The leadership team has maintained the good quality of education in the school since the last inspection. You have a clear and accurate understanding of the school’s strengths and areas for improvement. Leaders, other staff and governors know and understand these well. All share your high aspirations for all pupils. You work together effectively to continually improve the quality of education for pupils. You have maintained the considerable strengths noted at the last inspection, particularly in terms of pupils’ behaviour. Pupils are happy, confident and proud of the school. You ensure that the school’s core values such as respect, compassion and perseverance are regularly reinforced through lessons and assemblies. Pupils said, for example, that they feel ‘privileged to have a headteacher who listens and instils values which makes everyone kind to each other’. Parents and pupils appreciate the warm, caring ‘Bramptons family’, which you have successfully created. Parents hold the school and its staff in high esteem and value how approachable you and the teachers are. You have worked successfully to tackle the areas for improvement identified at the time of the last inspection. Pupils’ handwriting and presentation have improved through the introduction of a whole-school approach to letter formation, which teachers reinforce consistently through their high expectations. Leaders have identified that pupils’ problem-solving skills in mathematics need further development and have started to adapt the curriculum to ensure that this is achieved. However, you agreed that pupils, particularly those in key stage 2, are still being given too much support and guidance on how to tackle these mathematical problems. This means that the proportion of pupils who reach the greater depth in mathematics is not as high as in reading and writing. You have rightly made this a priority on your school development plan. Safeguarding is effective. You have ensured that safeguarding arrangements are fit for purpose and records are detailed and of high quality. A recent audit of the school’s procedures and practices has resulted in further improvements to the care and protection of pupils. You have explained through the well-planned personal, social and health education curriculum, in language pupils can understand, potential dangers such as female genital mutilation and gang culture. Leaders have also run information evenings for parents to help them to understand potential dangers online and thereby better protect their children. Pupils are confident that staff look after them well. They told me that they feel very safe at school. All of the parents with whom I spoke, and those who responded to Ofsted’s online questionnaire, confirmed that their children feel safe. Pupils reported that there is rarely any bullying. All the required checks on staff are carried out and recorded carefully. Leaders, governors and staff undertake regular and up-to-date training on child protection and safeguarding issues. All staff have a good understanding of their responsibilities to ensure children’s safety and well-being. The files you showed me indicate that staff make prompt referrals when they have any concerns. Leaders are tenacious in seeking and pursuing external support when needed. You and your team take great pride in knowing each pupil and their family well, and this ensures prompt action, support and guidance should the need arise. Inspection findings There have been a lot of changes to leadership and staffing since the last inspection, including your appointment and the appointment of a deputy headteacher and a special education needs coordinator. These appointments have strengthened leadership at the school. Leaders have accountability for the areas which they oversee, and you work together effectively to support wholeschool improvement. The governing body has also changed significantly since the last inspection, including the appointment of a new chair and vice chair of governors. The governing body is committed to developing the school further. The governors have a thorough knowledge and understanding of the school’s development priorities. They understand the importance of raising pupils’ achievement. Governors challenge staff effectively to make sure that they do this. You and other staff keep them well informed with the data they need. You have ensured that there is an effective assessment and tracking system in place. This provides you with a clear analysis of the attainment and progress of each individual pupil and of groups of pupils, including disadvantaged pupils and those who have special educational needs and/or disabilities. This tracking system now includes foundation subjects as well as English and mathematics. You regularly review pupils’ progress to ensure that any pupil who is falling behind receives timely support to catch up. Teachers have worked with staff in other local schools and the local authority to ensure that their assessments are accurate. Teachers use assessment information to plan learning that takes most pupils on from what they already know and can do. You have ensured that pupils have developed a love of reading and have access to a wide range of books. Pupils find the weekly raffle to win a book motivational in helping them to read widely and often. Pupils make very good progress in reading by the end of Year 6. Teachers provide interesting and stimulating learning opportunities, including maximising the outside space. Teachers and pupils have positive relationships, and pupils willingly follow their teacher’s instructions in lessons. Classrooms are attractive; displays celebrate pupils’ work and provide them with helpful prompts and examples of how to make their work better. Pupils said that they enjoy learning because teachers make work fun and support them to do their best. Pupils also work well together to encourage each other’s learning. You provide effective training for all staff that is linked to whole-school developments. We saw together that all staff are consistent in their application of school systems and policies. This is helping to improve the progress that pupils make during their time at the school. You made developing pupils’ writing a whole-school priority and provided additional training for staff. Teachers make sure that pupils have a clear understanding of the features of different types of writing and of how to plan and organise their work. They consistently emphasise the importance of using correct grammar to pupils, which is helping pupils to improve their writing. In 2017, all higher-attaining pupils achieved the higher standard in writing as a result. The early years provision provides a firm foundation for new children. The vibrant classroom and outside space provide them with exciting learning opportunities. Since the last inspection, the proportion of pupils who achieve a good level of development has risen year on year and is now consistently above the national expectation. Pupils develop good phonic skills and knowledge. Teachers and other staff build on pupils’ existing knowledge. They use stimulating resources and activities. This year’s phonic screening check shows that all pupils reached the expected standard. Pupils are confident and enthusiastic readers and are well prepared for key stage 1. You explained clearly why a minority of pupils’ rates of persistent absence are higher than they should be. This is mainly due to serious medical reasons and pupils whose parents take holidays during term times. Through publishing weekly attendance figures, celebrating good attendance and challenging absences promptly, leaders are taking all possible steps to maximise pupils’ attendance. All pupils whom I spoke with clearly understand the importance of good attendance and find the weekly ‘best class attendance’ certificate motivational in helping them to be in school. Next steps for the school Leaders and those responsible for governance should ensure that: teachers provide pupils with regular opportunities to tackle problem solving independently, so that more pupils achieve the greater depth in mathematics. I am copying this letter to the chair of the governing body, the regional schools commissioner and the director of children’s services for Northamptonshire. This letter will be published on the Ofsted website. Yours sincerely Sally Smith Her Majesty’s Inspector Information about the inspection During the inspection, I held meetings with you, other senior leaders and governors, including the chair of the governing body. I spoke with parents before school and met with a group of pupils in key stage 2 to talk about their school experience. You and I visited a range of classes, examined pupils’ books and talked with pupils to evaluate the quality of their learning. In addition, I checked the school’s safeguarding arrangements and records, including the single central register (the school’s record of safeguarding recruitment checks on staff). I evaluated the school’s documentation about pupils’ achievement, planning for improvement, attendance and the minutes of meetings of the governing body. I took account of the 18 responses to Parent View, Ofsted’s online survey, and the 17 responses from parents to Ofsted’s free text service. There were no responses to Ofsted’s online surveys for staff or pupils for me to consider.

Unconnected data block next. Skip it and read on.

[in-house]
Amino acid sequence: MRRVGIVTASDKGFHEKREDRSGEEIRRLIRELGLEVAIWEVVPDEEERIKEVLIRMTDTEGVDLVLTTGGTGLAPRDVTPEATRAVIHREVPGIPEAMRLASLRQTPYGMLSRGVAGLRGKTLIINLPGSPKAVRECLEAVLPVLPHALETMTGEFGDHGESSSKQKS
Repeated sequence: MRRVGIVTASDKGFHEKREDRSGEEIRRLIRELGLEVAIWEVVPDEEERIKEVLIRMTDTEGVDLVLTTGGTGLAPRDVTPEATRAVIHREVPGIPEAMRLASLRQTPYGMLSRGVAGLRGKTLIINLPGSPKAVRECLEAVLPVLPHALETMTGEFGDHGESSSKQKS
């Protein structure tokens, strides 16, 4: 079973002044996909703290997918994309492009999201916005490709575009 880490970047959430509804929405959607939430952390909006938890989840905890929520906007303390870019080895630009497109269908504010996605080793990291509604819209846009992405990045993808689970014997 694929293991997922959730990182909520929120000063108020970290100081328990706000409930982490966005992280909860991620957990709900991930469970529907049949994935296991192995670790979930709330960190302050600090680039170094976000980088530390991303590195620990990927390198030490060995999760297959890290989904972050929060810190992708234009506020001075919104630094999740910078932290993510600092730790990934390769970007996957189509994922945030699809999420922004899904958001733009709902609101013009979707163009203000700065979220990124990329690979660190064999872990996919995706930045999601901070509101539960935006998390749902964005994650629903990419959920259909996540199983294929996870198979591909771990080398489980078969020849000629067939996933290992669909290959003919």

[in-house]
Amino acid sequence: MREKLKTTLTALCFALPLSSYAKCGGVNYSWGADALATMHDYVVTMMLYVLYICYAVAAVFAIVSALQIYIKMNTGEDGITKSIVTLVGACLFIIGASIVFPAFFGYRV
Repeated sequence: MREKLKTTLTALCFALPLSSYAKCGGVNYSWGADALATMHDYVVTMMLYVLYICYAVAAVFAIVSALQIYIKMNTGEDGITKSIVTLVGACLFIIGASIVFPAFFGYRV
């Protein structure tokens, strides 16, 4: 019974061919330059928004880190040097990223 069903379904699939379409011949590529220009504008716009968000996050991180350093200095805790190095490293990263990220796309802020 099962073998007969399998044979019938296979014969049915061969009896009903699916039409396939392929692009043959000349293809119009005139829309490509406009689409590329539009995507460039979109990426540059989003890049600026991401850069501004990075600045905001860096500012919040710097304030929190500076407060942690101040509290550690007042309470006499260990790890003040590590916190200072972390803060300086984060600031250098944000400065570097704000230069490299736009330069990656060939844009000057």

The Bramptons Primary School Catchment Area Map